Emily Leproust, Twist Bioscience Emily Leproust, Chief Executive Officer of Twist Bioscience and defendant in complaint filed by Agilent Technologies, at SynBioBeta London in 2015.
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Twist Bioscience Issues Official Response to Lawsuit from Agilent Technologies

A new development has come to pass in the ongoing legal dispute between life science company Agilent Technologies and DNA synthesis startup Twist Bioscience. Back in February of 2016, Agilent filed a lawsuit against Twist alleging that the young company’s platform was lifted from Agilent by Twist founder and CEO, Emily Leproust, while she was still working as a scientist for the company in Santa Clara, California. Now, a year later, Twist has issued a response that seeks to show how and why Agilent’s legal allegations do not hold water.

The original complaint filed by Agilent last year levies a number of accusations against Leproust and Twist Bioscience. As a former Agilent employee, Leproust left the company in 2013 and joined forces with two other biotechnologists, Bill Banyai and Bill Peck, to found Twist Bioscience. Agilent’s complaint alleges that, before doing so, Leproust executed a premeditated plan to develop Twist’s platform on the basis of Agilent’s technology as well as to seek funding for her forthcoming startup all while still an employee of Agilent.

The complaint also claimed that Leproust tried unsuccessfully to sell her technology to another DNA synthesis startup, Gen9, in February of 2013. Agilent then invested $21 million in Gen9, who went on to become one of Twist’s biggest competitors and were recently acquired by Ginkgo Bioworks last month. On top of this, the Agilent complaint states that Leproust continued to poach employees from the company by recruiting them to her new startup.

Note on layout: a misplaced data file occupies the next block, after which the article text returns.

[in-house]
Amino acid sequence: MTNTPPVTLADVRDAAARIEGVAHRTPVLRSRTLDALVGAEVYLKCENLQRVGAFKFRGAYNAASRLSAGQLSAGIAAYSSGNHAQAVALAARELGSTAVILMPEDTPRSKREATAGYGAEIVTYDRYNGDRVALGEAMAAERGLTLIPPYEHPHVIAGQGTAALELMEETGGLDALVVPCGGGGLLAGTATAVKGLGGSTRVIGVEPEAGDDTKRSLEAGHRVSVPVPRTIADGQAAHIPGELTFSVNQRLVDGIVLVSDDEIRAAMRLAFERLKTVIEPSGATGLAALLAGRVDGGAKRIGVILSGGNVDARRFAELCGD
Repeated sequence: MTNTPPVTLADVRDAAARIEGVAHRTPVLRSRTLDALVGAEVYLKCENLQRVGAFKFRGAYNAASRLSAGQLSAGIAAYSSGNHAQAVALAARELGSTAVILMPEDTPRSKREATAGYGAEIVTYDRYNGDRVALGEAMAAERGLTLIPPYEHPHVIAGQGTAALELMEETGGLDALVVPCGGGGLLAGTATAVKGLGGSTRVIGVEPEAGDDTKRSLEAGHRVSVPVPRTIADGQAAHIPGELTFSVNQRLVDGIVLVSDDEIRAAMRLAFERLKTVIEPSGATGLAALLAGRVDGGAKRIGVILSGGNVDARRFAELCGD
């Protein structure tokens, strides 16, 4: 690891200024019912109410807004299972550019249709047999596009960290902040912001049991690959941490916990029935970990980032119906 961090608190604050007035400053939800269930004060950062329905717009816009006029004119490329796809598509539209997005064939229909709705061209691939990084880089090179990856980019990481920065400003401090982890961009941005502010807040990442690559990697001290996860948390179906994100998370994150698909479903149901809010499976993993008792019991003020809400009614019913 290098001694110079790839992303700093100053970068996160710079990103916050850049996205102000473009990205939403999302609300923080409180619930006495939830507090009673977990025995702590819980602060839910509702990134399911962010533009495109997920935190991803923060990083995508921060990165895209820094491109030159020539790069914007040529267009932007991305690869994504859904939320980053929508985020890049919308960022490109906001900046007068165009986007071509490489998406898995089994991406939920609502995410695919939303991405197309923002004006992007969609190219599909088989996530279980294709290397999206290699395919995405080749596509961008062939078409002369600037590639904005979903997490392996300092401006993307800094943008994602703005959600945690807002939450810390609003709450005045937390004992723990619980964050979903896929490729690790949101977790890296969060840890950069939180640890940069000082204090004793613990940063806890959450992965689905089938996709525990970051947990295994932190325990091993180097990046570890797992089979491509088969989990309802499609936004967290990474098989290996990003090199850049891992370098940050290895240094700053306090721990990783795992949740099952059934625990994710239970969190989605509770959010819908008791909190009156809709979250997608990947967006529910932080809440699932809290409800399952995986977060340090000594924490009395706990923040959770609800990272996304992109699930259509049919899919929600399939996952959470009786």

According to Agilent, Leproust violated her employee contract and duties, as well as misappropriated trade secrets, and demanded on those grounds that Leproust and Twist be prevented from using their allegedly stolen technology platform. They also asked that 100% of Leproust’s compensation during her tenure with Agilent be repaid, along with additional damages.

Twist swiftly denied the validity of Agilent’s legal complaint, speculating that it was a baseless attempt to “stifle innovation and competition.” Little other response to the lawsuit was offered by either Twist or Leproust until now with their very recent filing.

Throughout 2016, Twist’s momentum appeared not to be impeded by the scandal of the lawsuit, as they went on to establish strategic partnership and supply agreements with Microsoft, Ginkgo Bioworks, Desktop Genetics, among others. Twist also further extended its platform, which originally supplied genes up to 1.8 kb in length, to now supply genes of up to 3.2 kb to certain partners.

The Latest ‘Twist’

On January 30th, Twist and Leproust filed an official answer to Agilent’s complaint. Their response roundly denies every one of Agilent’s allegations and reiterates the message that Agilent is motivated by the desire to stifle competition, innovation, and entrepreneurship.